Barry, who described Jarvis as "a political friend," said yesterday that Vance acts independently of Barry's instructions. "He has criticized some of my own employes . . . . He has audited my financial statements. I can't tell him when to start an audit and when not to."
The audit report alleged a number of minor infractions, including the failure of the campaign committee to list a new treasurer on campaign literature and to list 17 contributors' occupations.
The more serious charges include the campaign's acceptance of 72 payments in excess of the $400 limit for individual contributions, missing bills for $174,544 in expenditures and the lack of contributor records for 88 percent of 1,067 contributions.
The report also alleges that Jarvis' campaign did not adequately document payments to Helena R. Henderson, the campaign treasurer who, along with her predecessor Bert W. Smith, is cited in the audit for violations. The report said Henderson received $1,162 in payments for which no canceled checks could be found and an additional $1,440 in payments that were not listed on the campaign's financial reports.
It further charges that Boggs personally contributed $5,440 more to the campaign than the amount permitted by law and and that Urban Strategies Inc., a firm that Boggs heads, contributed $14,400 more than the legal limit.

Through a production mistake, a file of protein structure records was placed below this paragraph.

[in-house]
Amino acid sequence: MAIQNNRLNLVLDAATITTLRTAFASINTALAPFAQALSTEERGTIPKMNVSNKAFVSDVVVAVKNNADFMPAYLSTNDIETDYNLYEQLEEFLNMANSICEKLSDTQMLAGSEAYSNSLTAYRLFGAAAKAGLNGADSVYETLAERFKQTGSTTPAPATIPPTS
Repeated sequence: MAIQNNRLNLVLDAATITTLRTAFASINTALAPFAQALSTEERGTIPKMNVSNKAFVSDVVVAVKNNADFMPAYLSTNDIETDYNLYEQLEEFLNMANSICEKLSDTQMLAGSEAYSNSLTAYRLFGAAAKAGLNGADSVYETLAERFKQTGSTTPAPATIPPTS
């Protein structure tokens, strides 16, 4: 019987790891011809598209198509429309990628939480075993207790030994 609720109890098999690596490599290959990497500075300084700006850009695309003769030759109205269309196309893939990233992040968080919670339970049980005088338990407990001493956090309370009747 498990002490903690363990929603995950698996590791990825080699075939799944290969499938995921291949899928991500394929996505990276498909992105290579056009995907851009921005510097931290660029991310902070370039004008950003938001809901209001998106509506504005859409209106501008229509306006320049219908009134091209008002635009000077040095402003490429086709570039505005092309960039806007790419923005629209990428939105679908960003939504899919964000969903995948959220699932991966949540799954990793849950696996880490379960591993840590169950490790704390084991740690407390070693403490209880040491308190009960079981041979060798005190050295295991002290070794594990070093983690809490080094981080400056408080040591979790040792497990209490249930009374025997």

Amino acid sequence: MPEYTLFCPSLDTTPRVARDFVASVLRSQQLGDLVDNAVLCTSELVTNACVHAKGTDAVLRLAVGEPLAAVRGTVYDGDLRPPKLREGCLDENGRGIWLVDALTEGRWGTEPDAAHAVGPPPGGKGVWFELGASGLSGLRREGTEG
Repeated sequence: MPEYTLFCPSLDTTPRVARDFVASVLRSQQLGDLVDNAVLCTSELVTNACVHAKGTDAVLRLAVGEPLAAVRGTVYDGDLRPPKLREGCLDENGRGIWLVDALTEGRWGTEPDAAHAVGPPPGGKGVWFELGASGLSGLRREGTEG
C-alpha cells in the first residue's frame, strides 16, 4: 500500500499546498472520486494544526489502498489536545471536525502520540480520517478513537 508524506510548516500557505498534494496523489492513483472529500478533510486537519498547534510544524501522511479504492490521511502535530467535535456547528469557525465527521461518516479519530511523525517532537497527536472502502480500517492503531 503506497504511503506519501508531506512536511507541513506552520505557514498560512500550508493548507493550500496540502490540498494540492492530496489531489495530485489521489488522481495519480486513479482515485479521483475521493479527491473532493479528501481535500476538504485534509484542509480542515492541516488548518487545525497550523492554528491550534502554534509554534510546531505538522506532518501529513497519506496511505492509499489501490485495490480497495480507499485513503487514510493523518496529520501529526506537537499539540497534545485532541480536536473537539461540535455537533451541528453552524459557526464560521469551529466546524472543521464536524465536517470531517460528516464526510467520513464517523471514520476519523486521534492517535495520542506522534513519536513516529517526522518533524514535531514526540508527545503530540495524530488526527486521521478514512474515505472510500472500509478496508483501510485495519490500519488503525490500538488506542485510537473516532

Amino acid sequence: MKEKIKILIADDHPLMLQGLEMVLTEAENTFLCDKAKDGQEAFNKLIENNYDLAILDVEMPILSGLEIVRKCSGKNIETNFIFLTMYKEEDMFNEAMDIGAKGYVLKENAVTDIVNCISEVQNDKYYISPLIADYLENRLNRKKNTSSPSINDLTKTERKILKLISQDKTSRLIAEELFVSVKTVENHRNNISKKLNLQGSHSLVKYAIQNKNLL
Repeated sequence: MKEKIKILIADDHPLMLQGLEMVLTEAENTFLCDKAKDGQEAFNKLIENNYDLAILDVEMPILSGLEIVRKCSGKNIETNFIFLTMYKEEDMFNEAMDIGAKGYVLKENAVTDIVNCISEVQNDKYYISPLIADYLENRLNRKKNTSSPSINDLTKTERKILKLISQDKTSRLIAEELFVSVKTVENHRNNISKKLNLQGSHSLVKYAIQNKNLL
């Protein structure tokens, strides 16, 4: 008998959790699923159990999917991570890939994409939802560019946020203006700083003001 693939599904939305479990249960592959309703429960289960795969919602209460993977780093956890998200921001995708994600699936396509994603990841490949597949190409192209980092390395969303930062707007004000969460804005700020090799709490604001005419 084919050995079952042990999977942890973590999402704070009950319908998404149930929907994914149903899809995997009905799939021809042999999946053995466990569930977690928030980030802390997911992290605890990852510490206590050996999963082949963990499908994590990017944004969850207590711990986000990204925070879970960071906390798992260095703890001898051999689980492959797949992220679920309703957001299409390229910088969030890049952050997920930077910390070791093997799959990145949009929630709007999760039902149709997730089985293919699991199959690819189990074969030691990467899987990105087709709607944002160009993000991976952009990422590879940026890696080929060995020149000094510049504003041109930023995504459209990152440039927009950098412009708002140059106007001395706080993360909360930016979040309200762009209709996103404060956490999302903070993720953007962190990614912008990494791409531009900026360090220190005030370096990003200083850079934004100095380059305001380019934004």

One of Jarvis' former campaign officials, who asked not to be named, described the violations as "technical" and "emphasizing form over substance."
Jarvis sent a letter to Vance this week saying that Boggs had been authorized to act as a treasurer for the campaign, receiving deposits and expending funds.
"I have reviewed the campaign records and your preliminary audit and regard neither the amounts paid to Woodrow Boggs, Urban Strategies or any member of my campaign staff excessive or inconsistent with the authority delegated them to conduct a successful campaign," Jarvis said in the letter.
Jarvis' letter also said that the campaign was late in answering some questions because the landlord of the building in which the campaign office was located took some of the campaign records and because many campaign people involved with the campaign could not be reached.
Vance yesterday denied Jarvis' allegations that he has treated conflict-of-interest violations by officials of the Barry administration much more lightly, saying that "the situations are totally different."
Vance recommended no action earlier this year when D.C. Public Works Director John Touchstone disclosed that he had accepted hotel lodging and travel worth a total of $1,720 from a contractor doing business with his agency. Vance described Touchstone's actions "a very minor technicality."
Vance also did not recommend any action when Alphonse G. Hill, then deputy mayor for finance, acknowledged in an amended disclosure statement that he accepted $3,000 from a city contractor. Vance said then that there was no reason for him to get involved because the U.S. attorney's office was investigating.
Vance said yesterday it was impossible to compare conflict-of-interest cases with campaign finance violations, though both carry the same potential penalties under the law. He also said that, in contrast to Jarvis, both Touchstone and Hill "complied immediately" upon notification.